Population size


Sampling vs non sampling errors
Sampling vs. non-sampling errors

Total error

Sampling error

Non-sampling error

Sample size


Absolute and relative errors
Absolute and relative errors

Formula gives the absolute error

But we are often interested in the relative error

For rare events (small p,) the relative error can be large, even with very big samples

This may be the case of some of the MDG’s

  • Infant / maternal mortality

  • HIV/AIDS prevalence

  • Extreme poverty


Two-stage sampling

  • The country is divided into small Primary Sampling Units (PSUs)

  • In the first stage, PSUs are selected

  • In the second stage, households are chosen within the selected PSUs


Two stage sampling
Two-stage sampling

  • Solves the problems of Simple Random Sampling

  • Provides an opportunity to link community-level factors to household behavior

  • The sample can be made self-weighted if

    • In the first stage, PSUs are selected with Probability Proportional to Size (PPS)

    • In the second stage, a fixed number of households are chosen within each of the selected PSUs

  • The price to pay is cluster effect


Cluster effect

Intra-cluster

correlation

coefficient

Cluster effect

Two Stage Sample

Simple Random Sample

Cluster effect

Standard error grows when the sample of size nis drawn from kPSUs, with m households in each PSU (n=k•m)


Cluster effects
Cluster effects

For a total sample size of 12,000 households

Intra-cluster correlation coefficient

0.01 0.02 0.05 0.10

Number

of PSUs

Number of

households

per PSU

3000

2000

1500

1000

800

600

400

300

200

150

100

1.03 1.06 1.15 1.30

1.05 1.10 1.25 1.50

1.07 1.14 1.35 1.70

1.11 1.22 1.55 2.10

1.14 1.28 1.70 2.40

1.19 1.38 1.95 2.90

1.29 1.58 2.45 3.90

1.39 1.78 2.95 4.90

1.59 2.18 3.95 6.90

1.79 2.58 4.95 8.90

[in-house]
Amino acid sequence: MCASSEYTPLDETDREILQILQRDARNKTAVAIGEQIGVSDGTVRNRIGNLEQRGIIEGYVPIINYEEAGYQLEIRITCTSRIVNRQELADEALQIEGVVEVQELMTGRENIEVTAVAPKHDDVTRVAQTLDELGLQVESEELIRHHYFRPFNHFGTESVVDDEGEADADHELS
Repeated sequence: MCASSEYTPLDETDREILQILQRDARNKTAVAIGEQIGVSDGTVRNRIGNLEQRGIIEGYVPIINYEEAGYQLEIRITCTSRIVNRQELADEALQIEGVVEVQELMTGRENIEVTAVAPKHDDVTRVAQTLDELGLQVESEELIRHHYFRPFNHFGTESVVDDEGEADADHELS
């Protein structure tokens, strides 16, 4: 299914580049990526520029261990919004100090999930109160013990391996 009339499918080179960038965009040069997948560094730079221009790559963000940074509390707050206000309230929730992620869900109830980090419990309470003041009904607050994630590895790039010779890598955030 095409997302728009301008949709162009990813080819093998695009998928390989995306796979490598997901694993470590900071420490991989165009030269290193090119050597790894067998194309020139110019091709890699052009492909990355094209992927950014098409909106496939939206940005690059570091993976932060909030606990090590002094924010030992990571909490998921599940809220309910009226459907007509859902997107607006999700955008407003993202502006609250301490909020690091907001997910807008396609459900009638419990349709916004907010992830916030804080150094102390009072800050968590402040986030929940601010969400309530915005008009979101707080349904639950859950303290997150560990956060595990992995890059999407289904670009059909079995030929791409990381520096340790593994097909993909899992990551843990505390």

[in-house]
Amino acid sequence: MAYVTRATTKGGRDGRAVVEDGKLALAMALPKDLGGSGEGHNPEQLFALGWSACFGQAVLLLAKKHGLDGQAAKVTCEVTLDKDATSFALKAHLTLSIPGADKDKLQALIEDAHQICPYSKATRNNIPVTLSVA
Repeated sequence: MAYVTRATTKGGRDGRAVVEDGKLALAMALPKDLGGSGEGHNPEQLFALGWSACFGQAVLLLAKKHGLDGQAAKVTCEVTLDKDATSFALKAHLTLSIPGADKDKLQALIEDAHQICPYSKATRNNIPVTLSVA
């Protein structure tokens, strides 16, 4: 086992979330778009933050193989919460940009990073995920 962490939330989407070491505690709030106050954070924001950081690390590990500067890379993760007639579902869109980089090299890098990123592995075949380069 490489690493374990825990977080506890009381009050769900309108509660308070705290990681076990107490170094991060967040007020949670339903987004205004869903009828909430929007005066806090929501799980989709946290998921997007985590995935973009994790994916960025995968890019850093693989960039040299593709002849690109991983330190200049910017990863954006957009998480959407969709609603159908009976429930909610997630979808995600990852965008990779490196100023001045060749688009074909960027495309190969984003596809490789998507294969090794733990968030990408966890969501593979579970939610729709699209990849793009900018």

2.19 3.38 6.95 12.90

4

6

8

12

15

20

30

40

60

80

120


Stratified sampling
Stratified Sampling

These objectives are often contradictory in practice

  • The population is divided up into subgroups or “strata”.

  • A separate sample of households is then selected from each stratum.

  • There are two primary reasons for using a stratified sampling design:

    • To potentially reduce sampling error by gaining greater control over the composition of the sample.

    • To ensure that particular groups within a population are adequately represented in the sample.

  • The sampling fraction generally varies across strata.

Sampling weights need to be used

to analyze the data


Design effect
Design effect

  • In a two-stage sampleCluster effect = e²TSS / e²SRS

  • In a more complex sample (with two or more stages, stratification, etc.)Design effect = Deff = e²CS / e²SRS

  • It can be interpreted as an apparent shrinking of the sample size, as a result of clustering and stratification.

  • It can be estimated with specialized software (such as the Stata’s svy commands)


First stage sample frame the list of census enumeration areas
First stage sample frame:The list of Census Enumeration Areas

  • Exhaustive

  • Unambiguous

  • Linked with cartography

  • Measure of size (for PPS selection)

  • Up to date (?)

  • Area Units of adequate size


Second stage sample frame the household listing operation

What is involved?

How long does it take?

How much does it cost?

How much earlier than the survey?

Is it always needed?

Dwellings or households?

Who draws the sample?

Asking extra questions during listing

Can new technologies help?